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Les Contes d'Hoffmann

by Jacques Offenbach


[This synopsis, like my others, is very, very brief. The reason is that I find the normal programme note much too long, and needlessly detailed and complicated. What I want is more of an overview. If I’ve read an overview – a sort of synopsis of a synopsis – I find that, particularly with the help of surtitles, there is then absolutely no need for a blow-by-blow description of the plot.]



The opera tells three stories originally written by the German poet and Renaissance man, E T A Hoffmann (1776-1822). The stories are romantic and tragic, with much magic and fantasy thrown in. Hoffmann himself is the main character in the opera.


There is a Prologue set in a tavern, in which Hoffmann, in love with an opera singer, Stella, and beleaguered by a wicked rival, announces that he’ll tell the stories of his three troubled love affairs. Each story has its own evil character, normally (perhaps always) sung by the same singer as has played the wicked rival.


The first story (Act 1) is about Hoffmann’s love for a mechanical doll, Olympia, which has been invented by a scientist Spalanzani. The wicked Coppelius, who has helped making the doll (by supplying the eyes), has fallen out with Spalanzani. He sells Hoffmann magic rose-tinted spectacles that make the doll seem human. In his rage against Spalanzani, he destroys the doll. Moral: don’t fall in love when wearing rose-tinted spectacles.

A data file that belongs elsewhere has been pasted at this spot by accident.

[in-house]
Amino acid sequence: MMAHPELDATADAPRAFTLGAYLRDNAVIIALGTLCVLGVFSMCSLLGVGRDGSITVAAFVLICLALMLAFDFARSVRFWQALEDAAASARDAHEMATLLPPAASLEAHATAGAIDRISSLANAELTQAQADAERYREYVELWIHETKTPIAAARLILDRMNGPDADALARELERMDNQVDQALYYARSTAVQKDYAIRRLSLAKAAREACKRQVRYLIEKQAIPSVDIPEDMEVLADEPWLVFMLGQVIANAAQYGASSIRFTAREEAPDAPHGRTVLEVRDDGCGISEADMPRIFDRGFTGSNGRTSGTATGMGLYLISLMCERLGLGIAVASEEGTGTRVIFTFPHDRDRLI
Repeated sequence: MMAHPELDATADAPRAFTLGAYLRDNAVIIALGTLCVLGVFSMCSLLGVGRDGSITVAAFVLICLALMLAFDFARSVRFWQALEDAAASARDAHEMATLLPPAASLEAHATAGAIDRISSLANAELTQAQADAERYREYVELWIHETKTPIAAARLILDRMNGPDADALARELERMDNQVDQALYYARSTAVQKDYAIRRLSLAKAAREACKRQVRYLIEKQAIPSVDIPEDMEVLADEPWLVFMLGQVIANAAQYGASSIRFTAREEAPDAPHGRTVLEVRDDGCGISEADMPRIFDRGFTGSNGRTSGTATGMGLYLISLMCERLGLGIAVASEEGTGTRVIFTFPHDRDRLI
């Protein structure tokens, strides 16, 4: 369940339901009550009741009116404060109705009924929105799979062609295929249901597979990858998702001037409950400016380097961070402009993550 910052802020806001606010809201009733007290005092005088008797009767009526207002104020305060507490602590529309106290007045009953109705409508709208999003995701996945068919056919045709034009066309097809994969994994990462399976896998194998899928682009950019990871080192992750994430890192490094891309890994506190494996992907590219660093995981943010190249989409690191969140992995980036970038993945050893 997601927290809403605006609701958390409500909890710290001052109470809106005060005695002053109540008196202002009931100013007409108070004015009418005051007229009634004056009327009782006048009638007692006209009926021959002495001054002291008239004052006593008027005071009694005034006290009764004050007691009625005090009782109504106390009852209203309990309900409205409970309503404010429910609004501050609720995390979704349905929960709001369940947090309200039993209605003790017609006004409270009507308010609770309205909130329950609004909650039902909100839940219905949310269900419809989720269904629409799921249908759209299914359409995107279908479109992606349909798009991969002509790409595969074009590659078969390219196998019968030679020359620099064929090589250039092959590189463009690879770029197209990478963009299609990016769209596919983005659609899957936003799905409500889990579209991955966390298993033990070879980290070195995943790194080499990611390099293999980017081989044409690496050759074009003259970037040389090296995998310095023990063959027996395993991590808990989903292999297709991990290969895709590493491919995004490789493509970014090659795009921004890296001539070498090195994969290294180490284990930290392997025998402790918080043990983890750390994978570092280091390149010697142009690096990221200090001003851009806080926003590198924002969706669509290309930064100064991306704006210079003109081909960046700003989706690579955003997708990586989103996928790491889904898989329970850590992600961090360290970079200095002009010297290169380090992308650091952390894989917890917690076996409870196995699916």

The second story (Act 2) is set in Venice. It is about the courtesan Giulietta who seduces Hoffmann. The villain is Dappertutto, a collector of human spirits. He gets Giulietta to steal Hoffmann’s reflection. Hoffmann fights a duel with and kills one of her previous lovers, who had had his shadow removed. Giulietta leaves the reflection-less Hoffmann. Moral: don’t sell your reflection, or your shadow – or your soul – to the Devil, particularly when dealing with courtesans.


The final story (Act 3) is about Hoffmann’s true love for the singer Antonia, who Hoffmann and her father try to persuade not to go on singing, which they know will kill her – and settle down to domestic bliss. The evil Dr Miracle persuades her to carry on singing, which does indeed kill her. Moral: is there one? - go for domestic bliss and avoid aiming for the moon?


In the Epilogue and back in the tavern, Hoffmann descends into drunkenness. His villainous rival goes off with Stella. Hoffmann is persuaded to devote himself to Art.

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